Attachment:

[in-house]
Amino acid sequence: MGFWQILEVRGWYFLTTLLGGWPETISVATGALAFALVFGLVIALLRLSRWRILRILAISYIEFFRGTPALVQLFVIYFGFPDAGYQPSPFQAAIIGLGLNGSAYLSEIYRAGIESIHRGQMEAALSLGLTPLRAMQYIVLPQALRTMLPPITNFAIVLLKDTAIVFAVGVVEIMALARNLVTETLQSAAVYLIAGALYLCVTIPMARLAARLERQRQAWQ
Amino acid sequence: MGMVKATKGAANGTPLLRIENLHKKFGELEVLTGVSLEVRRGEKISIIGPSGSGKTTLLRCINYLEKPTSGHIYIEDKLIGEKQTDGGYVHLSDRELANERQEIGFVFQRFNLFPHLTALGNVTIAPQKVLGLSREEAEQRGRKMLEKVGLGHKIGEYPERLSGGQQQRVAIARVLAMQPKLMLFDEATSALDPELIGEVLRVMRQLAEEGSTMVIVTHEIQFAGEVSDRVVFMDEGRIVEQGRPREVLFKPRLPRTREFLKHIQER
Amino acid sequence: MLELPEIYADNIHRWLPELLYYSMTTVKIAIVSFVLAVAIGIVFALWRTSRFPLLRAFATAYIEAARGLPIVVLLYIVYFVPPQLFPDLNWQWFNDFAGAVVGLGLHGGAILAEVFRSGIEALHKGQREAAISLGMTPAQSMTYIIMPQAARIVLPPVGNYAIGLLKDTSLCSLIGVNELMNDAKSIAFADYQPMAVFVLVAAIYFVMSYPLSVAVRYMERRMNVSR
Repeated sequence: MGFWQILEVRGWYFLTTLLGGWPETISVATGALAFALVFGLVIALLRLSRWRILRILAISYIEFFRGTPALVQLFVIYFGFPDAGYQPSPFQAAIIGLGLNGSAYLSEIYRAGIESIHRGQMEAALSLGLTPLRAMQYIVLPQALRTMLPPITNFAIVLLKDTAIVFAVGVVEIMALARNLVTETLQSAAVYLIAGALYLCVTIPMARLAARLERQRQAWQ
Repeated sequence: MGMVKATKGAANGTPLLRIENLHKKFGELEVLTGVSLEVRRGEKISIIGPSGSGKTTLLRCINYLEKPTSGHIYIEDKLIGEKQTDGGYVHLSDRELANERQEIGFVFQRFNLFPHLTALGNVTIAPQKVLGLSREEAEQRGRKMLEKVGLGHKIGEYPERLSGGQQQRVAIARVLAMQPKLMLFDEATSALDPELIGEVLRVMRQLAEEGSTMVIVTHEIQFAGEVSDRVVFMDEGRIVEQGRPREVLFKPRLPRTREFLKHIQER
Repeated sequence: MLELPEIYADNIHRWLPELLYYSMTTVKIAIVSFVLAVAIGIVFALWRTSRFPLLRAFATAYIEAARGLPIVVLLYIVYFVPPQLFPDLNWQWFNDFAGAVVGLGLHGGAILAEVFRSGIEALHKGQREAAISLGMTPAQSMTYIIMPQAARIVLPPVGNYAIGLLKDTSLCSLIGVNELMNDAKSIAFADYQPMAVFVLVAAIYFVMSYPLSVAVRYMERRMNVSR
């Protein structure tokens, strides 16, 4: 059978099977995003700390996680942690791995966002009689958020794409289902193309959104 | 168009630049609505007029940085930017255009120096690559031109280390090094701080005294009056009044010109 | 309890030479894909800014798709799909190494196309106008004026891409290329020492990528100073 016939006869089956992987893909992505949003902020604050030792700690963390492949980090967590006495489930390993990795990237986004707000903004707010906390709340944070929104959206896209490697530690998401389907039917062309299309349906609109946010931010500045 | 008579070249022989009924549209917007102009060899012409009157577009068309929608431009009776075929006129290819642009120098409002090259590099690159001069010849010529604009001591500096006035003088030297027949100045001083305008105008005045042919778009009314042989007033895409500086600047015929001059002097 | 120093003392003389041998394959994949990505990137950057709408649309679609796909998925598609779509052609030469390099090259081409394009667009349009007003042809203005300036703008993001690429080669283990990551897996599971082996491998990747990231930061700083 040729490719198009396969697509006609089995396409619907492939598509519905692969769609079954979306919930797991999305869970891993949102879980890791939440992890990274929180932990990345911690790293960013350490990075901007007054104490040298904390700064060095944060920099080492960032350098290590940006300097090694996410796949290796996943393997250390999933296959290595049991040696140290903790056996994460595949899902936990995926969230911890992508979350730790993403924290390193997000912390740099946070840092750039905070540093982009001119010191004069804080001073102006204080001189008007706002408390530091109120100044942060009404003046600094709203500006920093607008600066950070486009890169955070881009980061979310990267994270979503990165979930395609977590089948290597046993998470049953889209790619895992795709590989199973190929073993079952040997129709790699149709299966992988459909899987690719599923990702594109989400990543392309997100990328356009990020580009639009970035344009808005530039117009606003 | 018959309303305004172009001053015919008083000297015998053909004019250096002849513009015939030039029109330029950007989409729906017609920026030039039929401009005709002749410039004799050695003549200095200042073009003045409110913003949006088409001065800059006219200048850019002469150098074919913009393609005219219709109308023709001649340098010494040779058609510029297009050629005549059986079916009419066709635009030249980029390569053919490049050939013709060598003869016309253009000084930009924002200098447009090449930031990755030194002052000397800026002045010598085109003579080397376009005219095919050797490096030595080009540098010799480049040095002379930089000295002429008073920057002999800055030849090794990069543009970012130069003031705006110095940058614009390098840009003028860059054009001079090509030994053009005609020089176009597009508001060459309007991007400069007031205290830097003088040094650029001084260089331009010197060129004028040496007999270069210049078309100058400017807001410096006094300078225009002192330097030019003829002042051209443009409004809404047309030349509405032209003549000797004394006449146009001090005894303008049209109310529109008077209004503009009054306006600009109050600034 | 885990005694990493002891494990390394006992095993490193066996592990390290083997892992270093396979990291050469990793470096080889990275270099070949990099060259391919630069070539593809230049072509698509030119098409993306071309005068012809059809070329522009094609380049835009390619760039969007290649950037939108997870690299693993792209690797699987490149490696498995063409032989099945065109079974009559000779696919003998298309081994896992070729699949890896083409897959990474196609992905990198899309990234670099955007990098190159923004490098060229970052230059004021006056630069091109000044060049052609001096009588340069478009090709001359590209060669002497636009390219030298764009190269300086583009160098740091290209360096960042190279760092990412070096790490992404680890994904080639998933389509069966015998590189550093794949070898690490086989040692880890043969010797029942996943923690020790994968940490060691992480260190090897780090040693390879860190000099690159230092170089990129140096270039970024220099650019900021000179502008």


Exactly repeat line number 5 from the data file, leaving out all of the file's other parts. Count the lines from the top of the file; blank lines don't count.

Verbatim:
Repeated sequence: MGFWQILEVRGWYFLTTLLGGWPETISVATGALAFALVFGLVIALLRLSRWRILRILAISYIEFFRGTPALVQLFVIYFGFPDAGYQPSPFQAAIIGLGLNGSAYLSEIYRAGIESIHRGQMEAALSLGLTPLRAMQYIVLPQALRTMLPPITNFAIVLLKDTAIVFAVGVVEIMALARNLVTETLQSAAVYLIAGALYLCVTIPMARLAARLERQRQAWQ